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Monsoon Wading A family walks through flood waters to reach high ground Photo: Getty Images

Stories become more believable though, when told in writing by one of the greatest Hindi writers Bihar has ever produced. Phanishwar Nath Renu documents the flood of 1967 and other stories of water in his remarkable nonfiction Rinjal Dhanjal. Renu takes us back to the roads of Patna, as the Punpun river breaches many parts of Patna and people are told to stay indoors. His wit and the ease with which he switches many dialects of Hindi draws us in. We walk with him as he chases the sight of the flood. We look at the books and magazines at a magazine corner. And then we stay in his room as he waits for the water to recede. We wait, as many Biharis wait every year, for the arrival or departure of the flood. The names of the river change depending on where your geographical location is, but flooding seems inevitable. The magnitude of the flood is defined by the citadels it breaches. A village getting ravaged by the floods is almost routine. It is when towns and cities are penetrated, then flood becomes part of everyday folklore.

In north Bihar, Kosi is called the ‘Sorrow of Bihar’. A river that brings misery to the lives of people. That almost seems like an old metaphor in today’s day and age. How can a river cause so much sorrow in an age when humans dictate the direction which a river takes? We have made progress, haven’t we? Yet, every year, there is news of Kosi destroying villages. Most people living in low-lying areas are forced to migrate with their entire belongings, including domesticated animals. They are forced to depend on the government for their survival in relief camps.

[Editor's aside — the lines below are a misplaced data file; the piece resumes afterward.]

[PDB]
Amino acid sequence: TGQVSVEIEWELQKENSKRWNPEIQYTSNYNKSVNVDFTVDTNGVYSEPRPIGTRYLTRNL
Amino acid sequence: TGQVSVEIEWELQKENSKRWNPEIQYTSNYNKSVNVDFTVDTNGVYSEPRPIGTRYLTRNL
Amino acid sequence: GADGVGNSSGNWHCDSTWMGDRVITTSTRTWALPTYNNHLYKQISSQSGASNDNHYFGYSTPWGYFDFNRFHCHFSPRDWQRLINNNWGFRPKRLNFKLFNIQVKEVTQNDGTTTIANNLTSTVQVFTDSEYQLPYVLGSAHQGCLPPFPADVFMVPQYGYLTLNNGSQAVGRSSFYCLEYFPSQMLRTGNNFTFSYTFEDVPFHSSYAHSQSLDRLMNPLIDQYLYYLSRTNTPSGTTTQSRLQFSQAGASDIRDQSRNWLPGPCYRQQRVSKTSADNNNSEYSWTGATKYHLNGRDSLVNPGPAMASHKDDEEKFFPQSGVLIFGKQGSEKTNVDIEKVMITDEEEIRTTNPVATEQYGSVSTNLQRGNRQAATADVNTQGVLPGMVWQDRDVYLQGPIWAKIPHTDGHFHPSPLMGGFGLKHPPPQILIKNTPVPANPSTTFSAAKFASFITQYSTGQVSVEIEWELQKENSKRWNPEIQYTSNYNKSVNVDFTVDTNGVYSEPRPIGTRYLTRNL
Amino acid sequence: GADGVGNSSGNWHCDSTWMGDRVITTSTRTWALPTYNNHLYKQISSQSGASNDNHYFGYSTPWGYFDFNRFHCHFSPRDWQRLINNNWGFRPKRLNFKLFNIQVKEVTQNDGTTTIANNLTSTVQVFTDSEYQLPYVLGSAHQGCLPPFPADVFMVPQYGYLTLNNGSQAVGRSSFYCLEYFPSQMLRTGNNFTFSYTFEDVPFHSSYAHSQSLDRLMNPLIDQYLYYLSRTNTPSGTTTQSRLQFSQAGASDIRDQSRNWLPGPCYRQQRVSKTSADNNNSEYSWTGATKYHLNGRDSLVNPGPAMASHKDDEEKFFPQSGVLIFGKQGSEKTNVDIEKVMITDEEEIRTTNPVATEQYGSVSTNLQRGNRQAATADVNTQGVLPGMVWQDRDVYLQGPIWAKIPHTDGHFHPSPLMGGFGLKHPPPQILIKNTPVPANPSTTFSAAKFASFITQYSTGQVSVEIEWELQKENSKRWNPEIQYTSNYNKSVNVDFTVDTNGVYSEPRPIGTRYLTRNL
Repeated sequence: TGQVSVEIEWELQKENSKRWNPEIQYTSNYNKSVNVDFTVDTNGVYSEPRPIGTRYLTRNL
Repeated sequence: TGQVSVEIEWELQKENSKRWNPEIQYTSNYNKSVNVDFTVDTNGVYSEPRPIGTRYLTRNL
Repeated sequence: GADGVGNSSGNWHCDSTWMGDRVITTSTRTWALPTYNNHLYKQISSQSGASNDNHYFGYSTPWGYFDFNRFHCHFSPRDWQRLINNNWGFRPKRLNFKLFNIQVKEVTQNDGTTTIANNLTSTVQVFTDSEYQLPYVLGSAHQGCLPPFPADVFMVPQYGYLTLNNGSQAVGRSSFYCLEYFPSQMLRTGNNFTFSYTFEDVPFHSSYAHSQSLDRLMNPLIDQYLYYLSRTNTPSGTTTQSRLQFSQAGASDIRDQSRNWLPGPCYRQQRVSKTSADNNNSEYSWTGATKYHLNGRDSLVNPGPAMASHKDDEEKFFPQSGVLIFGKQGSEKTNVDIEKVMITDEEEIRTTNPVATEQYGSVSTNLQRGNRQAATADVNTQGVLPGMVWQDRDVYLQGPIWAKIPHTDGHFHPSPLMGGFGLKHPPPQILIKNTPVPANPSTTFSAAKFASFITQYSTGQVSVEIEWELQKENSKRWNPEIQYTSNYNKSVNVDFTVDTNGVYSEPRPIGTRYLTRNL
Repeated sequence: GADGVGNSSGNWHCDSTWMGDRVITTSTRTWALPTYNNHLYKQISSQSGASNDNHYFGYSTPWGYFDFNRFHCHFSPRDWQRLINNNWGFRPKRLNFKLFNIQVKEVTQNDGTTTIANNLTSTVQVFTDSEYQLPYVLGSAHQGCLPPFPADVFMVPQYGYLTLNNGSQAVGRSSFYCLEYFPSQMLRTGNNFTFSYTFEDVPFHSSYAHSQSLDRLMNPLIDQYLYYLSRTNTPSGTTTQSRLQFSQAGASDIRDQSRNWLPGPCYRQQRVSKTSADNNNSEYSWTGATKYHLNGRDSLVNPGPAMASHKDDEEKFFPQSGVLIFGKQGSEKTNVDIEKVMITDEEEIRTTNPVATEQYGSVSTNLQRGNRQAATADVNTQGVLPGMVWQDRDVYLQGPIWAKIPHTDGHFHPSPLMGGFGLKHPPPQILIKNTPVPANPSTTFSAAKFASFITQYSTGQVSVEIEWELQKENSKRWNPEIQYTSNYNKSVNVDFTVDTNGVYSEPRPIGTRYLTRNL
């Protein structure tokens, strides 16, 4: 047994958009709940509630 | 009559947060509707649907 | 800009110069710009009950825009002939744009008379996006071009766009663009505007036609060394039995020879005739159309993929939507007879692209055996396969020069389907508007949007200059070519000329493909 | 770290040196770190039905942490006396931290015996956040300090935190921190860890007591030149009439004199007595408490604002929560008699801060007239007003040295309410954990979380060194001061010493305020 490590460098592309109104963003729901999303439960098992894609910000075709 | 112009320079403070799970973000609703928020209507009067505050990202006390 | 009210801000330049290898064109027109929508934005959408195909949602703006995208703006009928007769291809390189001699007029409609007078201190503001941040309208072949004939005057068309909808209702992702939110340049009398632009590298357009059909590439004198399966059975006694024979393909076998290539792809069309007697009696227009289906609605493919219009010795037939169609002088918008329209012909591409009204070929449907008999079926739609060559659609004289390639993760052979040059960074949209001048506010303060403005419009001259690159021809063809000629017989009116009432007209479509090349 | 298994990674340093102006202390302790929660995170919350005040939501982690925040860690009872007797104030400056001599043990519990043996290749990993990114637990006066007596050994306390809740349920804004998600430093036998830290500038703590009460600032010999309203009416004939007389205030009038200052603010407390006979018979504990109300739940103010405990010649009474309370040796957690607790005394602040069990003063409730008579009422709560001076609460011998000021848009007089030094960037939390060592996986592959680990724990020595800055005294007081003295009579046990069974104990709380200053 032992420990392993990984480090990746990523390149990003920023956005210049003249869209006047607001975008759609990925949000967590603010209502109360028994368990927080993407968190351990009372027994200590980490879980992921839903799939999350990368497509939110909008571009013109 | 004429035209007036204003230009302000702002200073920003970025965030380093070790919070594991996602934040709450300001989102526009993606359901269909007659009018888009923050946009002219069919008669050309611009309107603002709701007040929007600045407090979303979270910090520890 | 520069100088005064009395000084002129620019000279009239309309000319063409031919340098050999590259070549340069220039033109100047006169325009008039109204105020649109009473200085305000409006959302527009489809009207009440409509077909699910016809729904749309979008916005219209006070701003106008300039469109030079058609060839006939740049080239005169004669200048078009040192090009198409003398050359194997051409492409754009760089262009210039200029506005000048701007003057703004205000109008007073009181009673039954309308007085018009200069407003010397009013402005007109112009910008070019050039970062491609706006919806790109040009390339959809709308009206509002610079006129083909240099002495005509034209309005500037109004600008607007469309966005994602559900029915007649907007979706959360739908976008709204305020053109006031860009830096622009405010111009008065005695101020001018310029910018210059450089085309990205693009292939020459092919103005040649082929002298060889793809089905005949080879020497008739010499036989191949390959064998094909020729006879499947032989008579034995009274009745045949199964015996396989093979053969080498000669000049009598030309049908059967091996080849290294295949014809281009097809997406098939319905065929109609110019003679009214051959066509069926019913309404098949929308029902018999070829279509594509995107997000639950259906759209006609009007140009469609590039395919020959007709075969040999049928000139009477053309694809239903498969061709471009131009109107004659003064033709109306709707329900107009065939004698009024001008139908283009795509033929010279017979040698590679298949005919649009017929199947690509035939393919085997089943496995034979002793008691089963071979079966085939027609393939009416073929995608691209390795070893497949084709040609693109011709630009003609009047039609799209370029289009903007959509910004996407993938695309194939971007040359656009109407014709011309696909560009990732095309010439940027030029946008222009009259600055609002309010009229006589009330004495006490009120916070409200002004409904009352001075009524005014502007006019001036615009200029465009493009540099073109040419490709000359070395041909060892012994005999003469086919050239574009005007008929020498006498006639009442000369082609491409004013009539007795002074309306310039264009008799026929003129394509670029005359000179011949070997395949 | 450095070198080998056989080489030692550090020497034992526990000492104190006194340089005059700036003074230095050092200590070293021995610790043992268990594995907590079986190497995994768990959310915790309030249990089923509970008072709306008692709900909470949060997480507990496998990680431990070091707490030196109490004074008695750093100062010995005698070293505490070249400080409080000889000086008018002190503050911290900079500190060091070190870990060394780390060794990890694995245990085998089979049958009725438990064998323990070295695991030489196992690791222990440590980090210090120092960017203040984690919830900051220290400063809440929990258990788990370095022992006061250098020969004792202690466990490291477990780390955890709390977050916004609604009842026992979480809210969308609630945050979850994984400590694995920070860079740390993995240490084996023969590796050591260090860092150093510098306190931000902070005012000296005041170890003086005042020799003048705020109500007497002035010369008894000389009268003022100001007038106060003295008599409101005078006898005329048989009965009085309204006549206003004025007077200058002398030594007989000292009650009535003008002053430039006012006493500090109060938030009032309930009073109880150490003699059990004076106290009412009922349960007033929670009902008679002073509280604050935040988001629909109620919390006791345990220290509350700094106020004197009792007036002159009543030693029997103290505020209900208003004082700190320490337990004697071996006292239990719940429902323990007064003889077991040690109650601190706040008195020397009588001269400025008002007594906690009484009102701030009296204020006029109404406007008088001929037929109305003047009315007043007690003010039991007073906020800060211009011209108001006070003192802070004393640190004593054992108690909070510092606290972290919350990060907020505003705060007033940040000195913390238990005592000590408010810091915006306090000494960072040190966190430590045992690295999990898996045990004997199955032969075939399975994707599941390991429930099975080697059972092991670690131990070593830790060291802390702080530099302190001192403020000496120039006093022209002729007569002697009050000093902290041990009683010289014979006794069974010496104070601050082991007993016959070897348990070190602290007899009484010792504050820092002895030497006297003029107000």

The sight is unbelievable and would be hard to believe if our lives were untouched by it. People carry everything they own and just move. Clothes, utensils, even bricks which they would use to rebuild their house. They carry their entire house on their shoulders as they wait to return to their homes. The flood acts like a dictator, wiping people from the margins and redrawing boundaries with water. A ruthless and inconsiderate dictator.

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Monsoon Wading Volunteers at a health camp for flood-affected people Photo: Getty Images

The only thing people can do is to wait for the floods to recede. They wait. They also wait for the arrival of the compensation as promised by the government. They wait for salvaging whatever is left of their home. They wait to rebuild a house and then turn it into a home. One often forgets the psychological toll it must take on people who are displaced and have to rebuild again and again. Who cares about the mental health of people who don’t have the vocabulary and access to it, right?

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Not everything can be blamed on the rain though. North Bihar is a perfect example of how most natural disasters are made possible by human intervention. Every year, when the level of water rises in th Kosi, there is a tussle between Nepal and Bihar, which share the brunt of the river. We hear news of Nepal releasing water through the Kosi barrage, and the floods arrive. In all fairness, Nepal releases its water to save many of its low-lying villages from flooding. But this starts off a ping-pong match, every year, where the common people suffer, no matter who wins. Floods have an unequal impact on the lives of the rich and poor. For the rich, it results in a few days of discomfort. For the poor, it results in complete destruction of homes and livelihoods.